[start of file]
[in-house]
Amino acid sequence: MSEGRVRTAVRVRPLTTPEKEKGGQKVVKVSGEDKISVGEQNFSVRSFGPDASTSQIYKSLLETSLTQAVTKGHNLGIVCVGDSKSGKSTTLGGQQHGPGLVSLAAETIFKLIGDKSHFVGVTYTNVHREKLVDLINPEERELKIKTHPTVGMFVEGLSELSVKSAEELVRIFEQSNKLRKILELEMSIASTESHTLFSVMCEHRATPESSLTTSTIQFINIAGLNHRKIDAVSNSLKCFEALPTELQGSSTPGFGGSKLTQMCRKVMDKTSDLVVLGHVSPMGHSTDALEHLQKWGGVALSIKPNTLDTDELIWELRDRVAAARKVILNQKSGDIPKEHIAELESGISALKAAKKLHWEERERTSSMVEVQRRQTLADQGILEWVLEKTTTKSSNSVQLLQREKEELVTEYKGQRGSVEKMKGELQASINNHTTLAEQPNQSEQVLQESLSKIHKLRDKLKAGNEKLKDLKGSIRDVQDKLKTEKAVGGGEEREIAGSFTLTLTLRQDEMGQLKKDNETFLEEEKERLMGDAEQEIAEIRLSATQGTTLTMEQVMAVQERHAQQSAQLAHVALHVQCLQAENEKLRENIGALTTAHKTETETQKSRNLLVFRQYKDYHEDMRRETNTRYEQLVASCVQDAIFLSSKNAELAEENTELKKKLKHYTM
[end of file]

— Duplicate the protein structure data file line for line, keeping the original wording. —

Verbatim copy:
[in-house]
Amino acid sequence: MSEGRVRTAVRVRPLTTPEKEKGGQKVVKVSGEDKISVGEQNFSVRSFGPDASTSQIYKSLLETSLTQAVTKGHNLGIVCVGDSKSGKSTTLGGQQHGPGLVSLAAETIFKLIGDKSHFVGVTYTNVHREKLVDLINPEERELKIKTHPTVGMFVEGLSELSVKSAEELVRIFEQSNKLRKILELEMSIASTESHTLFSVMCEHRATPESSLTTSTIQFINIAGLNHRKIDAVSNSLKCFEALPTELQGSSTPGFGGSKLTQMCRKVMDKTSDLVVLGHVSPMGHSTDALEHLQKWGGVALSIKPNTLDTDELIWELRDRVAAARKVILNQKSGDIPKEHIAELESGISALKAAKKLHWEERERTSSMVEVQRRQTLADQGILEWVLEKTTTKSSNSVQLLQREKEELVTEYKGQRGSVEKMKGELQASINNHTTLAEQPNQSEQVLQESLSKIHKLRDKLKAGNEKLKDLKGSIRDVQDKLKTEKAVGGGEEREIAGSFTLTLTLRQDEMGQLKKDNETFLEEEKERLMGDAEQEIAEIRLSATQGTTLTMEQVMAVQERHAQQSAQLAHVALHVQCLQAENEKLRENIGALTTAHKTETETQKSRNLLVFRQYKDYHEDMRRETNTRYEQLVASCVQDAIFLSSKNAELAEENTELKKKLKHYTM